2) Ditto for most port assets (particularly those focussing on coal). In 50 years the coal industry will be largely over, and gas exports will be slowing. I’m not sure we’d want the ports back either. Perhaps the best strategy is to flog off the coal ports now and keep the ones that have some use for more general trade (e.g. Brisbane, Townsville).

    Both electricity distribution and port assets have very high fixed costs even of no return on the regulatory asset base is possible (renewals annuities). I suspect the fixed costs will exceed revenue in 50 years purely because throughput will be a fraction of current levels, and market caps on prices charged will be too low to enable full cost recovery.

  6. @Jim

    Re: Port of Brisbane – too late. Bligh and Fraser flogged that off in November 2010 for 2.3 billion on a 99 year lease.

    That’s one of the reasons the ALP got so severely mauled at the 2012 election.

    Nicholls wants to do the same to Townsville.

  7. “The only case under which the assets will return to public ownership is if the private party wants to get rid of them. In this case, we will be obliged to pay for all the investment undertaken over the term of the lease, even though (given the non-renewal) the economic value will be less than this cost.”

    Unless the public does not wish to have ownership returned. What are the details of the lease?

    (In general, a lease makes sense only iff there is a non-trivial difference of the financing costs for the lessor and lessee. In the case of public assets and assuming the QLD’s cost of capital is not higher than that of the Federal government, then the arrangement makes no financial sense.)

    Do Treasury departments have finance experts in addition to macro economists and accountants? I sometimes wonder.

  8. Bad tax funded adds selling questionable government policy instead of genuinly informing under the disguise of political education, now that is something i can relate to. Curious what kind of things are all the same 15000 km away.

  9. So the option in the lease becomes a public liability and a private asset – worse than I thought.
    Some other ways that these are poor deals.
    1.Erosion of the tax base- eg the depreciation shield once held unused in public hands will flow to the private sector, foreign tax havens will be used in various ways. 2. There will be substantial foreign beneficiaries – for generations to come these deals will be forcing Queenslanders going about there business, to pump cash out Australia. 3. Fees for bankers/tax avoidance advisors/lawyers will be large, often hidden, and frequently ending up outside of Qld.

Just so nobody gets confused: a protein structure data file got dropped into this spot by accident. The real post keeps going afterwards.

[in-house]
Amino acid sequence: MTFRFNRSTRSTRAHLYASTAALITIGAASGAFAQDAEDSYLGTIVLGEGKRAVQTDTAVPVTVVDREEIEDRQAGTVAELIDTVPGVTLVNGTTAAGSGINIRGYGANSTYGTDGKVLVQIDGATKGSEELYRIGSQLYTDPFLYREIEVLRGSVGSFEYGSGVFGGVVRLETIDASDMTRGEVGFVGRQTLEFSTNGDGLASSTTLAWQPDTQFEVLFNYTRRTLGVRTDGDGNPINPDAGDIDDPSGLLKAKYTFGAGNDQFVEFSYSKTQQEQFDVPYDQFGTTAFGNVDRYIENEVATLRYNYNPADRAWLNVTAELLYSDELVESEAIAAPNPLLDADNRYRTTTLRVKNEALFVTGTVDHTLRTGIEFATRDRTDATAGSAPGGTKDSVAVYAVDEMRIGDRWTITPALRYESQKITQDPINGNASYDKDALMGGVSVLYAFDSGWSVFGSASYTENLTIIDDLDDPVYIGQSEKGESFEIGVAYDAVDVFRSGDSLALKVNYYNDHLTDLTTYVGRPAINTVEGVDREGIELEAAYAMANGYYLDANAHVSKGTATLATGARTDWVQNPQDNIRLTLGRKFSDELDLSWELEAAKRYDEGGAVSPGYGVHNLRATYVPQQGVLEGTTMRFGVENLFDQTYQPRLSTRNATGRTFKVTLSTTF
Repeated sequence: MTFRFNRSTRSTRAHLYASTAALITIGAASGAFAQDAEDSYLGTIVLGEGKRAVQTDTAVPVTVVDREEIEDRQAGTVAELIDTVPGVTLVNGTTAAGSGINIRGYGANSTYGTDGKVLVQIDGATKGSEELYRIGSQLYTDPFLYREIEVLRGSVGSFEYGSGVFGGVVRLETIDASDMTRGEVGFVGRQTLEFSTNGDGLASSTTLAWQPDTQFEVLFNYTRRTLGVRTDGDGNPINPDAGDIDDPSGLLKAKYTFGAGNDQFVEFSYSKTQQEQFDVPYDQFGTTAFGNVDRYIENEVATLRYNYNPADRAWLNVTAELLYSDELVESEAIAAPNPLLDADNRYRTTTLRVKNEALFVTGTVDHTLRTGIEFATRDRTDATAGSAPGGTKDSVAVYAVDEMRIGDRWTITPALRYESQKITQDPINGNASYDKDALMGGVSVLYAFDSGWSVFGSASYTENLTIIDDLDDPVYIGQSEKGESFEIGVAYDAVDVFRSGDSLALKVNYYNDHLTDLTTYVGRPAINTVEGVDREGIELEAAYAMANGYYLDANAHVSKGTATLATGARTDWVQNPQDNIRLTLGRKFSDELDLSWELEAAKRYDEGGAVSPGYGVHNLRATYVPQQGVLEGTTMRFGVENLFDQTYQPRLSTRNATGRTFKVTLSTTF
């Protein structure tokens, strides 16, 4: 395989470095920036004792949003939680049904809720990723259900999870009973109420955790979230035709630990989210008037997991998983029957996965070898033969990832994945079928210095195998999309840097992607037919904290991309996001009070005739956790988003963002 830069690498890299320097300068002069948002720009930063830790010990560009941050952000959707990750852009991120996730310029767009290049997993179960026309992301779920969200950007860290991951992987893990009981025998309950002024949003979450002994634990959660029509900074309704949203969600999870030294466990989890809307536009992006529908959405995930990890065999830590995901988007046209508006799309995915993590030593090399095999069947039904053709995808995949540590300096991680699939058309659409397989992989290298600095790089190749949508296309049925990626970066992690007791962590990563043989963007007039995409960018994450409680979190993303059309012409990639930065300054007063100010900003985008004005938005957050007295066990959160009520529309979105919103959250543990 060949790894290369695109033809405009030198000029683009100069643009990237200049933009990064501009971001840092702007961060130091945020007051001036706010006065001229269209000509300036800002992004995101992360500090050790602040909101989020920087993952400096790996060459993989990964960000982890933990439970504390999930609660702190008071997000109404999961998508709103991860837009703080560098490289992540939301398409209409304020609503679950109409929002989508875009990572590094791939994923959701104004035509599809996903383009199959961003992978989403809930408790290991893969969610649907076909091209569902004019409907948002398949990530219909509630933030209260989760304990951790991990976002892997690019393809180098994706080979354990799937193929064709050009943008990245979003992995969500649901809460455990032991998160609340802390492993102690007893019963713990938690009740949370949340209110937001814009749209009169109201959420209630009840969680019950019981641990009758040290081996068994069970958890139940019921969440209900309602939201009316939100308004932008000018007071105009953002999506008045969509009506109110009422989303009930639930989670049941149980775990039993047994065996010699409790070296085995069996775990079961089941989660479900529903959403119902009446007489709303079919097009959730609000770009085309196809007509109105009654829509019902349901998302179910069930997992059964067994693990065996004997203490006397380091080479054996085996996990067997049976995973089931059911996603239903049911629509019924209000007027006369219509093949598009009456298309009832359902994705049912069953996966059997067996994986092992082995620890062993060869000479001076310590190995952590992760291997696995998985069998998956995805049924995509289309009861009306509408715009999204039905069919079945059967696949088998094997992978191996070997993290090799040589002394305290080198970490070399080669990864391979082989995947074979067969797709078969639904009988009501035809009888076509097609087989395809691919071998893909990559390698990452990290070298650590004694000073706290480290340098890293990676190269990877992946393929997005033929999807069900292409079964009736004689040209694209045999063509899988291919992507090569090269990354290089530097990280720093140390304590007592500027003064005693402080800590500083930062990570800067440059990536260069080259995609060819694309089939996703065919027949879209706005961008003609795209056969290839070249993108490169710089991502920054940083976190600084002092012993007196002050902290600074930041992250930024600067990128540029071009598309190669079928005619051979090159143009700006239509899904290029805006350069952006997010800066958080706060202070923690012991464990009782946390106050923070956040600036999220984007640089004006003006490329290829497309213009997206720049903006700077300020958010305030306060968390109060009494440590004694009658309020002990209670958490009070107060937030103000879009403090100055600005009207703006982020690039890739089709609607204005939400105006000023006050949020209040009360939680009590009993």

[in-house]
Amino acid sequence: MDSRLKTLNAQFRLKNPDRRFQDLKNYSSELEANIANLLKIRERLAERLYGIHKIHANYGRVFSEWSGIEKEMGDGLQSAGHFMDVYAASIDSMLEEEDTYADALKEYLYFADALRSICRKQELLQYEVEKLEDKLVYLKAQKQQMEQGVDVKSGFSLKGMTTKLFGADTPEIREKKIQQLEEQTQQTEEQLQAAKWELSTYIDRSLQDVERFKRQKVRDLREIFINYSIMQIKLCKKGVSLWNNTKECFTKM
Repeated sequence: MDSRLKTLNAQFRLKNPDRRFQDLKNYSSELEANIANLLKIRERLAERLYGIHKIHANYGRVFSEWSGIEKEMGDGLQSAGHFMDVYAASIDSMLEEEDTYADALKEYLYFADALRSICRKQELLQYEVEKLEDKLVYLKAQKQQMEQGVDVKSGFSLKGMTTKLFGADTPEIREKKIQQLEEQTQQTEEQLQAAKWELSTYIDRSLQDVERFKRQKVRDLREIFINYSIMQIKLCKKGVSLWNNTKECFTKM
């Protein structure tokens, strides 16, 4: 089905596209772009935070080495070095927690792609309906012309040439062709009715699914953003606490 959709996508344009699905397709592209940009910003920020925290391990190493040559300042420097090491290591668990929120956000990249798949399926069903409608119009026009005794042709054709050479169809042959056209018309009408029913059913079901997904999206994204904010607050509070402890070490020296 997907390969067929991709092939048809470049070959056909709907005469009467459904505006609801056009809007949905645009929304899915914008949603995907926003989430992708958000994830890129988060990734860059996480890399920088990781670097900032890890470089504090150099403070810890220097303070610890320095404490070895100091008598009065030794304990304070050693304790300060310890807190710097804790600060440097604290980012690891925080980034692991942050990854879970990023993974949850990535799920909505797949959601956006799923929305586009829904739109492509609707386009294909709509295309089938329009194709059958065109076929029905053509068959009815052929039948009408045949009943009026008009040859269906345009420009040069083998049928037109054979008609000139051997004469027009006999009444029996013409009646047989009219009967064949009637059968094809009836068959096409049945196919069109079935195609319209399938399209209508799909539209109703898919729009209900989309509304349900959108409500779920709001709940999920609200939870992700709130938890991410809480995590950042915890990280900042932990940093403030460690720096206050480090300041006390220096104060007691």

These problems will apply not only to the assets sold but

  10. Also to the assets funded from the proceeds of the asset sales, by the taxpayer using private arrangements. Presumably we can also look forward to more publicly funded adds for those assets.

  11. Who would agree to lease for fifty years a coal fired power station, or electricity distribution network, unless there existed in the lease agreement, clauses that safeguarded the financial interests of the leaseholder ? In the case of the above examples any such clauses would almost certainly be at the expense of the public interest. The spin in the government adds that the leasing of assets retains government ownership and control is nonsense. Government ownership is retained, but control is another matter. Leaseholders have rights under law. Any companies willing to take up the leases on offer would certainly be big and powerful enough exercise their legal rights under the lease agreements. Hopefully the voting public sees through the government’s charade before the state election.

  12. Given the unrealistic aspirational attitude of people around 25 I thinks it more appropriate to show a middle age couple buying their first home not paying it off.

  13. @Right

    “unrealistic aspirational attitude”?

    Could you perhaps explain this concept further so that it is clear what your point is?

    Clearly I am not as smrt as you are and can think of no rational reason why it should be a good thing that the appropriate level of aspirational attitude toward home ownership is for a middle aged couple and not for couples around 25 years of age.

    How did it come about that this has happened? Are you not old enough to remember how, back in the good old days of the ’70’s many many 25 year old couples in which only one partner worked could and did aspire to buy a home?